26 Marathons, A Book Review
Is Meb Keflezighi just another retired professional athlete wrapping up his career with an autobiography? We’ve seen many athletes attempt to bring closure and meaning to their careers by publishing their stories. To be honest, I find many these books, poorly written, though I’m sure quite a few are ghostwritten, hard to follow, and entirely self-indulgent. I certainly do not fault them for the effort. Even their one book is one more published than I have.
By way of full disclosure, I did not read 26 Marathons: What I Learned About Faith, Identity, Running, and Life from My Marathon Career. For another week or so, I work in Downtown Chicago and I do a lot of walking. So I listened to the audio version of the book. I often have a hard time listening to audio books. My mind wanders and I completely lose track of the stories. So, in a way, my experience with any particular audio book is somewhat representative of just how engaging some books are.
Meb dedicated a chapter of his to each of his marathons. Meb ran 26 marathons in his professional career. Can a professional runner have a more perfect number of marathons? Each chapter told the story of one of those marathons and started off by letting the reader, or listener, in my case, know which marathon, the finishing time and place, and the lessons learned.
Meb’s story commuted with me on busy trains, weaved in and out of Chicago sidewalk traffic, and waited with me in line at more than a few coffee shops. And through it all, Meb never lost me. I followed his story with anticipation, even finding myself sitting in my driveway, waiting for a chapter to end before shutting off my car.
Meb is not just another runner, and his book did not strike me as just another athlete’s cliche story. To ordinary athletes, Meb and others who have accomplished greatness in their sports appear almost superhuman. But Meb humanized himself. In many ways, I could relate to Meb and I felt close to him. At one point, Meb shared that he “thought about dropping out during every marathon” he ran. Having experienced those same thoughts, having actually dropped out of multiple races over the years, I felt instantly connected. I often say that I prefer running marathons to 5Ks because it takes me 15-20 miles of a marathon before I start wondering why I’m participating, whereas I question why I put myself through such pain almost immediately in a 5K. The admission was emblematic of his great confidence and strength as both a runner and a man. How wonderful to be able to see our sports stars in all their vulnerability. It is an admission that I will take with me to my future races and hopefully it will inspire me when I am in that frame of mind.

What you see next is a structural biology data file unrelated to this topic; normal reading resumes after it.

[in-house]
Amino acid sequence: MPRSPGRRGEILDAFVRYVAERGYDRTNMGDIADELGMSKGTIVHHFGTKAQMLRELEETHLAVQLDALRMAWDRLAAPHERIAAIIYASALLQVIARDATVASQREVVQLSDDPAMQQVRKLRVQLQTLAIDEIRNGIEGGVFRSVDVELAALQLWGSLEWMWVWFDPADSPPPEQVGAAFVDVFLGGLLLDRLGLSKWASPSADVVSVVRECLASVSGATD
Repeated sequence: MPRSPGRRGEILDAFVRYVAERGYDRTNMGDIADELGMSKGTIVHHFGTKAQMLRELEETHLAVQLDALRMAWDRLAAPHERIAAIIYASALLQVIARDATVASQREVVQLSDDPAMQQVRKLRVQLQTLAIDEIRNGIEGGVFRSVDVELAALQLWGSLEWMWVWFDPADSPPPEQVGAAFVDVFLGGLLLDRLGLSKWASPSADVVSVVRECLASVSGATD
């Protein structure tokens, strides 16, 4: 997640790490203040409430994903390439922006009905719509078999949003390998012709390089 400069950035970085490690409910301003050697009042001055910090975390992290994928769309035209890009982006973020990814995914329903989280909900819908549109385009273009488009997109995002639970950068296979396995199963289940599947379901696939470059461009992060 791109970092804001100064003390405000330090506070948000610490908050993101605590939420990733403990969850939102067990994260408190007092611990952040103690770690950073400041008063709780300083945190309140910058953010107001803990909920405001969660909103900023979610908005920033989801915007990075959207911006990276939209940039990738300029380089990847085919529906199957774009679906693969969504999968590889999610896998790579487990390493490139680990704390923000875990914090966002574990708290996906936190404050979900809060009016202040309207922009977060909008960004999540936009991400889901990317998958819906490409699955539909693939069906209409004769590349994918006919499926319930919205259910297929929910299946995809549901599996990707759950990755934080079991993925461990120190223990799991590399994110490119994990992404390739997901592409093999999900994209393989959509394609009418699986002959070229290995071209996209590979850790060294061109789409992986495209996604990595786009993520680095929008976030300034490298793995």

26 Marathons did not strike me as a boastful story, though it detailed many of Meb’s remarkable athletic accomplishments. I saw Meb Keflezighi as a modest Eritrean-American man who is grateful for his gift and who is deeply proud of both his Eritrean heritage and his American identity. Meb’s humanity comes out when he shared about crossing himself and pointing towards the heavens when he passed the place where Ryan Shay collapsed to his death. His humility becomes real when he shares the meaning of the moment when he grabbed Mike Cassidy’s hand and they crossed the finish line together after a difficult New York City Marathon.
Accomplishing greatness on the athletic field is not enough to make any woman or man a hero to men. Use the fame and attention that comes with that greatness to teach lessons of kindness and to model acts of humanity, and I start to may more attention. I obviously do not know Meb Keflezighi personally, but I would like to, and I believe he would be a man of whom I would be proud to introduce to my children for the genuine humility I believe he exemplifies. Thank you Meb for sharing, not only your story, but a big part of yourself in the process.